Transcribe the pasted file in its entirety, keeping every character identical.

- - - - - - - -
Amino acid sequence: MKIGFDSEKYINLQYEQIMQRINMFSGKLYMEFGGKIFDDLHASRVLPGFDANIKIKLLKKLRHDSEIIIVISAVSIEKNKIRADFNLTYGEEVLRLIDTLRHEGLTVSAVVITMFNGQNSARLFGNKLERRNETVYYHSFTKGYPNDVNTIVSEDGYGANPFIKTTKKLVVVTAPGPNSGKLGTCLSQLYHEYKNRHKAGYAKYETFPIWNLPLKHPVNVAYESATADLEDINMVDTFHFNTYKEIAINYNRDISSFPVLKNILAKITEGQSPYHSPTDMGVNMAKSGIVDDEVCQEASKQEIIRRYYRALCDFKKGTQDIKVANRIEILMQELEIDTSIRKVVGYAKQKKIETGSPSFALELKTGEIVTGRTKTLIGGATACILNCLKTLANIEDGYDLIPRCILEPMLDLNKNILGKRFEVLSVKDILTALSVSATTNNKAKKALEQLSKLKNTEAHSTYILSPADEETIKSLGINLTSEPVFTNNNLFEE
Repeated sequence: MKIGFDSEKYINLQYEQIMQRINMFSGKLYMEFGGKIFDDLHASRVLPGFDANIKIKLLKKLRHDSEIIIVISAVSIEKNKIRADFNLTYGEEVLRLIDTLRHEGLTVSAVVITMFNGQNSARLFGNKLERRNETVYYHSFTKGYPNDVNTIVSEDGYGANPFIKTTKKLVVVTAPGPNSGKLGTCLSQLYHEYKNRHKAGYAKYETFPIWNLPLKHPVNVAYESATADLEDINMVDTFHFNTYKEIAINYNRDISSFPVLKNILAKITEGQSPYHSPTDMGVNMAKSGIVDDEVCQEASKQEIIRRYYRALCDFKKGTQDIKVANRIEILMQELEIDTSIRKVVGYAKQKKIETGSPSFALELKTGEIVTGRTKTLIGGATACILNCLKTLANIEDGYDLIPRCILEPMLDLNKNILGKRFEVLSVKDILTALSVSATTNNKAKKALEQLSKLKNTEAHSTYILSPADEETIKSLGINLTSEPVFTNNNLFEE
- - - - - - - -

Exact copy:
Amino acid sequence: MKIGFDSEKYINLQYEQIMQRINMFSGKLYMEFGGKIFDDLHASRVLPGFDANIKIKLLKKLRHDSEIIIVISAVSIEKNKIRADFNLTYGEEVLRLIDTLRHEGLTVSAVVITMFNGQNSARLFGNKLERRNETVYYHSFTKGYPNDVNTIVSEDGYGANPFIKTTKKLVVVTAPGPNSGKLGTCLSQLYHEYKNRHKAGYAKYETFPIWNLPLKHPVNVAYESATADLEDINMVDTFHFNTYKEIAINYNRDISSFPVLKNILAKITEGQSPYHSPTDMGVNMAKSGIVDDEVCQEASKQEIIRRYYRALCDFKKGTQDIKVANRIEILMQELEIDTSIRKVVGYAKQKKIETGSPSFALELKTGEIVTGRTKTLIGGATACILNCLKTLANIEDGYDLIPRCILEPMLDLNKNILGKRFEVLSVKDILTALSVSATTNNKAKKALEQLSKLKNTEAHSTYILSPADEETIKSLGINLTSEPVFTNNNLFEE
Repeated sequence: MKIGFDSEKYINLQYEQIMQRINMFSGKLYMEFGGKIFDDLHASRVLPGFDANIKIKLLKKLRHDSEIIIVISAVSIEKNKIRADFNLTYGEEVLRLIDTLRHEGLTVSAVVITMFNGQNSARLFGNKLERRNETVYYHSFTKGYPNDVNTIVSEDGYGANPFIKTTKKLVVVTAPGPNSGKLGTCLSQLYHEYKNRHKAGYAKYETFPIWNLPLKHPVNVAYESATADLEDINMVDTFHFNTYKEIAINYNRDISSFPVLKNILAKITEGQSPYHSPTDMGVNMAKSGIVDDEVCQEASKQEIIRRYYRALCDFKKGTQDIKVANRIEILMQELEIDTSIRKVVGYAKQKKIETGSPSFALELKTGEIVTGRTKTLIGGATACILNCLKTLANIEDGYDLIPRCILEPMLDLNKNILGKRFEVLSVKDILTALSVSATTNNKAKKALEQLSKLKNTEAHSTYILSPADEETIKSLGINLTSEPVFTNNNLFEE